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        2. Boeing

          The Future of Space Is Built Here

          Starliner astronaut

          With experience gained from supporting every major U.S. endeavor to escape Earth’s gravity, we’re designing and building the future of safe, assured space exploration and commercial access – even as we lead the digital transition of the satellite industry for both government and commercial customers around the globe.

          We’re enabling critical research on the International Space Station (ISS) that benefits the future space economy, deep-space exploration and life on Earth; returning crew launch capabilities to U.S. soil with the CST-100 Starliner commercial spacecraft; ensuring successful delivery to Earth’s orbit with the United Launch Alliance (ULA) joint venture between Boeing and Lockheed Martin; and building heavy-lift, human-rated propulsion to deep space with the Space Launch System (SLS) rocket that will launch missions on a path to the Gateway cislunar outpost, the moon’s surface and Mars. Boeing-built Tracking and Data Relay Satellites (TDRS) provide high-bandwidth communications between Earth-orbiting spacecraft and facilities on the ground.

          We also design and build advanced space and communications systems for military, commercial and scientific uses, including advanced digital payload, all-electric propulsion and 3D manufacturing capabilities for spacecraft that can operate in the geosynchronous, medium-Earth-orbital or low-Earth-orbital planes. We’re using innovative manufacturing practices, and simplifying and reducing the complexity of Boeing satellites.

          What's Possible

          Space  Features

          Space Launch System gets green light for green run

          March 03, 2020 in Space

          Boeing and NASA test team members send shock waves through the 212-foot SLS core stage to confirm engineering models and pave the way for hot-fire testing later this year.

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          Artemis I Core Stage Prepped for Dress Rehearsal

          January 24, 2020 in Space

          NASA and Boeing prepare for a giant leap toward returning humans to the moon and beyond. NASA will use flight hardware for its initial test of the SLS core stage.

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          First NASA Space Launch System Core Stage Rolls Out

          January 13, 2020 in Space

          Boeing completes and delivers first Space Launch System core stage, the next step toward NASA's Artemis I mission to lunar orbit.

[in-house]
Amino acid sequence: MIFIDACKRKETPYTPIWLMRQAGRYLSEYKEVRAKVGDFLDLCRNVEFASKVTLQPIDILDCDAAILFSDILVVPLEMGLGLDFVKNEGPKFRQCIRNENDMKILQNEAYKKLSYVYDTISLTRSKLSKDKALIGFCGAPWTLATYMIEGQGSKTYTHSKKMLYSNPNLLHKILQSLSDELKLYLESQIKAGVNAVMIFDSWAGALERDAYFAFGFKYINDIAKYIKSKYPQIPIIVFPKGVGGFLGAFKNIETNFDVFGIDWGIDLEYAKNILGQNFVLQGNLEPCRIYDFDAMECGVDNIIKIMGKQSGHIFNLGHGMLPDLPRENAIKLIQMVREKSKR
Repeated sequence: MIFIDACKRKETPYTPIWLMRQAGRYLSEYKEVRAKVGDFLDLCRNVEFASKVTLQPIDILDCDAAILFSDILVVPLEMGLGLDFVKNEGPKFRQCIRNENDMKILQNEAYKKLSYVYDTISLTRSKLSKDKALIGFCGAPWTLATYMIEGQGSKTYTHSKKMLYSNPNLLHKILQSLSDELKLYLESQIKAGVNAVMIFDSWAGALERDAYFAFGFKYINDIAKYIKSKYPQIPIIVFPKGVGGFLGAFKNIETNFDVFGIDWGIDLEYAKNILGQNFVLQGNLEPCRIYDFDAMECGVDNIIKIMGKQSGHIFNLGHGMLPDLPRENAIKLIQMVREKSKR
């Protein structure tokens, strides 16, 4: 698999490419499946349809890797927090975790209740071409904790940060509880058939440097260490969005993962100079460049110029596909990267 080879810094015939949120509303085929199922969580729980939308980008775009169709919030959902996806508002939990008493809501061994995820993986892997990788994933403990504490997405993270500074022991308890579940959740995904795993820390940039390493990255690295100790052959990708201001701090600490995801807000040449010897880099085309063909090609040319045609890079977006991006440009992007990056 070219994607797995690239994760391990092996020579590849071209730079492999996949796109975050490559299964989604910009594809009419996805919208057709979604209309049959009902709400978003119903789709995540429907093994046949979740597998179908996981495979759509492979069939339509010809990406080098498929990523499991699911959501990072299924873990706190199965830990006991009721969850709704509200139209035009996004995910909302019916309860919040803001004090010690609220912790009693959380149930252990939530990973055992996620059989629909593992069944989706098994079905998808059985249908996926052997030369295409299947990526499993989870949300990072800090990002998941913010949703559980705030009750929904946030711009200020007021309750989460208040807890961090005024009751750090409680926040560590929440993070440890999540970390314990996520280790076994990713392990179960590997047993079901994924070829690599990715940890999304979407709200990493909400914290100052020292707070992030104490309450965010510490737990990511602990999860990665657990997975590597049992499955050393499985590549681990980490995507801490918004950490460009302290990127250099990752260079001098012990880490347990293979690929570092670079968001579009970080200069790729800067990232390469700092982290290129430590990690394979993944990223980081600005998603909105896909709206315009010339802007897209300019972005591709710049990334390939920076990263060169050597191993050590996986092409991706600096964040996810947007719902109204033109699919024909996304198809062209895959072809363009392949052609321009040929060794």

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          Starliner Touches Down

          December 22, 2019 in Space

          The Boeing CST-100 Starliner’s first mission ended historically today when it became the first American orbital space capsule to land on American soil rather than in an ocean.p>

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          A Starliner is Born

          November 21, 2019 in Space

          Boeing Starliner is placed atop a United Launch Alliance Atlas V rocket for first flight.

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          Engines Installed on Space Launch System Artemis I Rocket

          November 12, 2019 in Space

          Installation of the last of four engines marks completion of the first Space Launch System core stage structure.

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          Starliner completes successful pad abort test

          November 04, 2019 in Space

          First flight of the CST-100 Starliner spacecraft proves astronauts can quickly and safely escape emergency situations.

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          Lunar crew

          NASA, the United States, and the space industry are building increased access to and commercialization of opportunities in low Earth orbit; a return to the moon’s surface by 2024 – this time to stay; and sustainable exploration of deep space, including the moon and Mars. We are committed to NASA’s Artemis program and to the National Space Council’s vision for continued American leadership and international partnerships in space.

          Research underway on the International Space Station (ISS) that we built and sustain is enabling humans and technology to operate in space for months at a time. Commercial spacecraft such as our CST-100 Starliner will open a market for tourism and manufacturing in low Earth orbit, while increasing research conducted on the ISS. That will allow NASA and its partner agencies to focus on deep-space exploration missions.

          You’ll need the most powerful rocket ever built to get people and massive payloads to the moon and Mars. NASA’s Space Launch System is the size of a 38-story building and will produce 8.8 million pounds of maximum thrust at launch. We’re providing its avionics, core stage and upper stages to support NASA’s Artemis moon missions and make the next generation of human spaceflight possible.

          We’re designing a Gateway for cislunar space – the region between the Earth and the moon – to be a testbed and hub for robotic and crewed missions to the lunar surface and eventually to Mars. And we’re conducting studies and building prototypes of a Human Landing System for lunar exploration.

          Going beyond Earth

          #Artemis on @BoeingSpace

          NASA Artemis